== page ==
Documenting Disappearing London
I pass these stores every day. I pass hundreds every week, maybe thousands each month. It’s rare that I look for longer than I need. But Emily Webber sees them.
Based in Hackney, Emily shoots images of the urban furniture of 21st-century London. Her photos show chicken shops and nail bars; laundromats, kebab shops, hairdressers, cab offices, newsagents, and thrift stores all feature. In an increasingly chainified city, she zeroes in on the beauty and originality of the garish and the mundane. On London Shop Fronts, she has published over 1,200 images so far, running one every morning for almost four years.
We meet in the Clapton Hart— a cavernous Victorian pub with its own 2012-remodeled facade — to discuss why she does it.
The obvious question is: Why? How and why did you get started photographing London’s storefronts?
It began with an interest in signage, in the design and typography. Then at some point I stepped back and started shooting the whole shopfront. I found that the image fit the frame perfectly. That was 2004, when I shot an initial set of images. I had been looking for somewhere to share them, and in 2008 started London Shop Fronts. I’ve continued to shoot and publish one image a day for four years, which I guess is slightly mental.
You don’t talk to the store owners at all. So, what are the photos about?
It’s a documentary, a collection of stuff that’s about now. Because you never really own a building. Your name is on the deeds, but the building outlives you, it persists. I aim to capture it at one moment in time, and the narrow remit of my collection allows me to explore what’s going on in more detail.
What are the criteria for a store to qualify?
I don’t do bland chains. I choose shops that look like they have a story to tell. I look for clues — worn signage or a sign that is half written-over, a tile design, any mark of individuality, basically. For example, I like the ridiculous layeredness of a shop near where I live that does hair, nails, and occasionally sells fabric softener. On the other hand, I wouldn’t do a picture of a nice new coffee shop. It wouldn’t look lived-in enough. And I don’t have people in my photos. They distract. If there’s a person in the frame, that’s what you’ll look at.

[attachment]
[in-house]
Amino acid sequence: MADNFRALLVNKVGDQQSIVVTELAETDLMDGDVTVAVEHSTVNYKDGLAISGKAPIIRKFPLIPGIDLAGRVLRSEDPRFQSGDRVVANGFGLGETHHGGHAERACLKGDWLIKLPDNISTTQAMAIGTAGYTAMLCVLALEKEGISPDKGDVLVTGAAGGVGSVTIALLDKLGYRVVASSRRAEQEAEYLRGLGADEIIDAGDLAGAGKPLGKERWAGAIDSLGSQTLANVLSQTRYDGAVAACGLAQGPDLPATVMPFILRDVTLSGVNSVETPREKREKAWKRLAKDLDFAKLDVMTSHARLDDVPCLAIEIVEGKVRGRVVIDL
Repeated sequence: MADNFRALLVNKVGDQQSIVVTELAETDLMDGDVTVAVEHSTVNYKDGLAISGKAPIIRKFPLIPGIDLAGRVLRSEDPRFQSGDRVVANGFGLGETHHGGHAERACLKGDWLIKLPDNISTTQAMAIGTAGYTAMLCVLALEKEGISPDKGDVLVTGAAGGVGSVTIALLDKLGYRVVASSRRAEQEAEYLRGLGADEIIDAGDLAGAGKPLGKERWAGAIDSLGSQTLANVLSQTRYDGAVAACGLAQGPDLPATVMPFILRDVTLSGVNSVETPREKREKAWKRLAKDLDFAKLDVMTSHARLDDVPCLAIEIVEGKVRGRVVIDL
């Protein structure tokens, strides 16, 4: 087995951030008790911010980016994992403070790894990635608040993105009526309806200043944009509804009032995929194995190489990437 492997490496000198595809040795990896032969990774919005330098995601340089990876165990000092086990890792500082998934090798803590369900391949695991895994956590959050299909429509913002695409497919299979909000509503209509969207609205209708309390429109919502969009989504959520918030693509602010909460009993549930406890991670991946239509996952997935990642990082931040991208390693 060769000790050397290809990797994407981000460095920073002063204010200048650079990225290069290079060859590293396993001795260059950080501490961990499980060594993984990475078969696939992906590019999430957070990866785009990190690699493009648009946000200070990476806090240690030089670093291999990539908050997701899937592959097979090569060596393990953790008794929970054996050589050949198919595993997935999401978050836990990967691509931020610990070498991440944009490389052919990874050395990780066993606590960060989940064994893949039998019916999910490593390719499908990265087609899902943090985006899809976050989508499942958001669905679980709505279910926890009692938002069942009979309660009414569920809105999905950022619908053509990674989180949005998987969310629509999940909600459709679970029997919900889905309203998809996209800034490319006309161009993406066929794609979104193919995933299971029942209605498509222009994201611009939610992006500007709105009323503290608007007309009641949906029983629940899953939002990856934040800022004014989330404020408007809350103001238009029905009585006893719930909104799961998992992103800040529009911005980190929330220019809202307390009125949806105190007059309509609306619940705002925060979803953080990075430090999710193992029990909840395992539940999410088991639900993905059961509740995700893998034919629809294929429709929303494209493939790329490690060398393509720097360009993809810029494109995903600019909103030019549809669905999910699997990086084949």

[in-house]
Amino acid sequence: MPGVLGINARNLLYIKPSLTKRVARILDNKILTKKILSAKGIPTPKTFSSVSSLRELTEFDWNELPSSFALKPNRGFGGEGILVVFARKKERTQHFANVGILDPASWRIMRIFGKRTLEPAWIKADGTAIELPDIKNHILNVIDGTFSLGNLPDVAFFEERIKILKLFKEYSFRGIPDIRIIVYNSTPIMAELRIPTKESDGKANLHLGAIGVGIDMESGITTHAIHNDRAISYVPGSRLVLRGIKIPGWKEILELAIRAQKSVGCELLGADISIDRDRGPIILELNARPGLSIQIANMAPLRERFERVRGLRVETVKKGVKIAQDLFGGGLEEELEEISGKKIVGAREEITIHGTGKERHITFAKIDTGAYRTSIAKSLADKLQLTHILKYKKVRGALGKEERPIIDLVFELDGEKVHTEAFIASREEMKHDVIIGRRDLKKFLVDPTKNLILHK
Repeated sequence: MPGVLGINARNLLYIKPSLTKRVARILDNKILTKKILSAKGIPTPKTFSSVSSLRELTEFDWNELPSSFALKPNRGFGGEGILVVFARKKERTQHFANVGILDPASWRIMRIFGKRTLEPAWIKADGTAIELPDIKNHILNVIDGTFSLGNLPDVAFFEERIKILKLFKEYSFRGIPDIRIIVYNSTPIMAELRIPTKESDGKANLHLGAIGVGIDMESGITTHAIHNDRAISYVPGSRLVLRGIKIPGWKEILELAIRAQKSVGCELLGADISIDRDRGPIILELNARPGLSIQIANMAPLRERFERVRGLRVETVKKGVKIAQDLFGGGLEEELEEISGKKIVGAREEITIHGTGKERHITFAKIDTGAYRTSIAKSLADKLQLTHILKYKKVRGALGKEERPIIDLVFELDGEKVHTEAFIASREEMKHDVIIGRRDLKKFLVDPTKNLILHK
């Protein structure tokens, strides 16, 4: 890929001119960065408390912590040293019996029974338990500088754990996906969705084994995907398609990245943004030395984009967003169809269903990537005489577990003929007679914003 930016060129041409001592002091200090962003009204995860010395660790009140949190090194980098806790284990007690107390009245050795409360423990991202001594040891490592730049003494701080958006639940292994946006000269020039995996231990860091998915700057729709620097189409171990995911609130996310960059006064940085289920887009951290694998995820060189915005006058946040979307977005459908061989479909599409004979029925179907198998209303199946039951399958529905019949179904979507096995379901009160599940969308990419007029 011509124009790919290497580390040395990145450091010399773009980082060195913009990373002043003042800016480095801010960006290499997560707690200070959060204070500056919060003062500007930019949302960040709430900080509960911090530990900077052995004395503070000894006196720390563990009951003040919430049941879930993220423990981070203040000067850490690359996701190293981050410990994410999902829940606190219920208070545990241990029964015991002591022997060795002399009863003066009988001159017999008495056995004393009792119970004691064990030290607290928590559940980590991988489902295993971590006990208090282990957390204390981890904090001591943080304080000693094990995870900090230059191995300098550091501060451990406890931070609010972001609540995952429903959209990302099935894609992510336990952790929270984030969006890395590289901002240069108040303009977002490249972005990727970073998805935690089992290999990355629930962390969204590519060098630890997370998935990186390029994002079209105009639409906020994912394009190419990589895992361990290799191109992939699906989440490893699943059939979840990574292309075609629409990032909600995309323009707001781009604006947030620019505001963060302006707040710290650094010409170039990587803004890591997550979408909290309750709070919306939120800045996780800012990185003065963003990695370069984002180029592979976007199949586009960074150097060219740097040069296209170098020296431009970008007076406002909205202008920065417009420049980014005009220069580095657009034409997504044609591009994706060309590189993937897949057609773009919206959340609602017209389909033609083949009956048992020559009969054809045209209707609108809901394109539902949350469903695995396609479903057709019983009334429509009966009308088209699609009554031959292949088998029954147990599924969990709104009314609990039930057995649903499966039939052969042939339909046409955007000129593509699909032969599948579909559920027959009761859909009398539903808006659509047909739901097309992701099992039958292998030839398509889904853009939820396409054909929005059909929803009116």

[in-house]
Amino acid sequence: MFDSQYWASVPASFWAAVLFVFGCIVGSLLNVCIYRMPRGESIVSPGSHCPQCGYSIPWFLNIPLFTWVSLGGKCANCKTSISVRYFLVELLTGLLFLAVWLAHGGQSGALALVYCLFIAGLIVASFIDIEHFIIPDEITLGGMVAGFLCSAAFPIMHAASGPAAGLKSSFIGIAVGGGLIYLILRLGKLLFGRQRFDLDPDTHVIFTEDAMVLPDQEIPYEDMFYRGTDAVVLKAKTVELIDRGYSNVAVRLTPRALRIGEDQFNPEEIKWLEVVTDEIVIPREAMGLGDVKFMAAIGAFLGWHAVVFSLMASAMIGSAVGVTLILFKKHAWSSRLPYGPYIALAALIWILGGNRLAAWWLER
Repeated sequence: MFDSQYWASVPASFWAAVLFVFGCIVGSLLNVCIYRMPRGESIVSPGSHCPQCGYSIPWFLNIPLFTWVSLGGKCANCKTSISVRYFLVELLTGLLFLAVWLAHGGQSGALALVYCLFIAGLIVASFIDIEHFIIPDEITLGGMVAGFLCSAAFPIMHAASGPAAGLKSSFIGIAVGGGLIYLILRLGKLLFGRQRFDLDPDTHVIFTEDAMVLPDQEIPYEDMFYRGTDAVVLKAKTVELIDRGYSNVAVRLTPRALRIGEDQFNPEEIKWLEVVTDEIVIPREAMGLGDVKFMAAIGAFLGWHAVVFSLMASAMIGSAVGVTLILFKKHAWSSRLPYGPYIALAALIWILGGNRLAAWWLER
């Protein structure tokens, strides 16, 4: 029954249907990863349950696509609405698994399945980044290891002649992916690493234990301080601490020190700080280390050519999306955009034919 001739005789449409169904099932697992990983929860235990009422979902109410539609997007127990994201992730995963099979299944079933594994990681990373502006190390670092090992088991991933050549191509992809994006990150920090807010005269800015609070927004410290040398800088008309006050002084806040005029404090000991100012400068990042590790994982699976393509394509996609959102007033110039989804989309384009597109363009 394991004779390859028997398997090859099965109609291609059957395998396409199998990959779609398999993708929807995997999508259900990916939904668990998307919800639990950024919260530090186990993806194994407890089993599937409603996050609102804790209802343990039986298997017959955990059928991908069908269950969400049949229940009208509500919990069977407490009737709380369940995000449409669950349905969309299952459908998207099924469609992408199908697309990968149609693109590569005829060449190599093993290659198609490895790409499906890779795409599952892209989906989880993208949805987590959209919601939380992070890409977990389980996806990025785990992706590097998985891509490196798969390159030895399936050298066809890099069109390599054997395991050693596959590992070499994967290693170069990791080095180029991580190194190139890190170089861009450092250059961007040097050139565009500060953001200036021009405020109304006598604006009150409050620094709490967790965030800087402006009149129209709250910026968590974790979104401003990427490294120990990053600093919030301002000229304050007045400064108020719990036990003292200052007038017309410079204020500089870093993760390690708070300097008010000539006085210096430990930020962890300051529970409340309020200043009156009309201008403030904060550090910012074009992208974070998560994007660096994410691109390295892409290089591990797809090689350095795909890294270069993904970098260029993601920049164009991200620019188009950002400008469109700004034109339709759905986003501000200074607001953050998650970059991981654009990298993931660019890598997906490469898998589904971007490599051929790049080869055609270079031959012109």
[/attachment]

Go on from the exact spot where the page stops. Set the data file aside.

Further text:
You don’t make any money from this, right?
There’s no image manipulation here: no filters, no HDR. These are very “straight” images. Why?
Actually, I do use Photoshop. To level an image, or to remove a face. But, yes, these are straight pictures. Instagram and similar services offer up a rose-tinted view of the world. This is a documentary project.
What cameras have you used?
I’ve used a few cameras on the project, but tend to go for something compact that I can throw in my handbag and always have with me. Most of my photos are with the Panasonic Lumix DMC LX3, which is a great small camera. More recently I’ve been using a Sony Nex-5 with a zoom lens. It’s nice to be able to zoom and focus with the lens when I’m shooting across wider roads.
There are others around the world who do what you do. Are these people that you have inspired, or have they found their own way to this?
Both, I think. I had an email from LA that went something like, “I like what you’re doing in London, and would you mind if I did something similar in my area?” Of course, I was happy to agree: Aside from one holiday project that I called Lombok Shop Fronts, this has always been about my city. That email spawned LA Facades. I think I also helped to inspire Seoul Shop Fronts, Shop Fronts of Sheffield, and a couple more. But there’s quite a global shopfronts community: Jim and Karla Murray in New York, Kevin Steele in Queen West, a famous set taken by Alan Dein in London’s East End in 1988 , and a few others.
When will you stop?
I’m not sure. The more images I collect, the more I see the interconnections. I have what might be the biggest collection of shopfront photos in the world, and a library that no one will be able to re-create, because some of these places have disappeared already. In my mind, I had a plan to stop at some point and make a book. But now I don’t want to, even though finding the time to head out on photography trips away from my part of London is getting harder. It’s almost like I can’t stop it, because it’s been going on so long.
— Donald Strachan
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